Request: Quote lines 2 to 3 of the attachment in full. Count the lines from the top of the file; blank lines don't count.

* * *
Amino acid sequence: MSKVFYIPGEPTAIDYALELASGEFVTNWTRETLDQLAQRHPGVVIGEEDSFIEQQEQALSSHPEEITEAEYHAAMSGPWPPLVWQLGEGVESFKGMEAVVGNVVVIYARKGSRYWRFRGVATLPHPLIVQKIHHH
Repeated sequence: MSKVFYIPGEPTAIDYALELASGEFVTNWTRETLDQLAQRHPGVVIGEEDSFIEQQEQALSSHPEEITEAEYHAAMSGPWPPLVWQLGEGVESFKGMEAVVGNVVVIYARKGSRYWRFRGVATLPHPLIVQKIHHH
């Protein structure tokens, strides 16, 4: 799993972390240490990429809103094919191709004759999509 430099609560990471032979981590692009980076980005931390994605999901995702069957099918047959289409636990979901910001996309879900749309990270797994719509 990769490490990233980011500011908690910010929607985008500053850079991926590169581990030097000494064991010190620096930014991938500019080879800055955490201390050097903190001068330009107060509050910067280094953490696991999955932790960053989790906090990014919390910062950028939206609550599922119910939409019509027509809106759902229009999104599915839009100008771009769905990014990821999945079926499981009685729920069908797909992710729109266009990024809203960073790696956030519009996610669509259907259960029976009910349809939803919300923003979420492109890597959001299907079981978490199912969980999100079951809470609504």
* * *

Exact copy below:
Repeated sequence: MSKVFYIPGEPTAIDYALELASGEFVTNWTRETLDQLAQRHPGVVIGEEDSFIEQQEQALSSHPEEITEAEYHAAMSGPWPPLVWQLGEGVESFKGMEAVVGNVVVIYARKGSRYWRFRGVATLPHPLIVQKIHHH
């Protein structure tokens, strides 16, 4: 799993972390240490990429809103094919191709004759999509 430099609560990471032979981590692009980076980005931390994605999901995702069957099918047959289409636990979901910001996309879900749309990270797994719509 990769490490990233980011500011908690910010929607985008500053850079991926590169581990030097000494064991010190620096930014991938500019080879800055955490201390050097903190001068330009107060509050910067280094953490696991999955932790960053989790906090990014919390910062950028939206609550599922119910939409019509027509809106759902229009999104599915839009100008771009769905990014990821999945079926499981009685729920069908797909992710729109266009990024809203960073790696956030519009996610669509259907259960029976009910349809939803919300923003979420492109890597959001299907079981978490199912969980999100079951809470609504």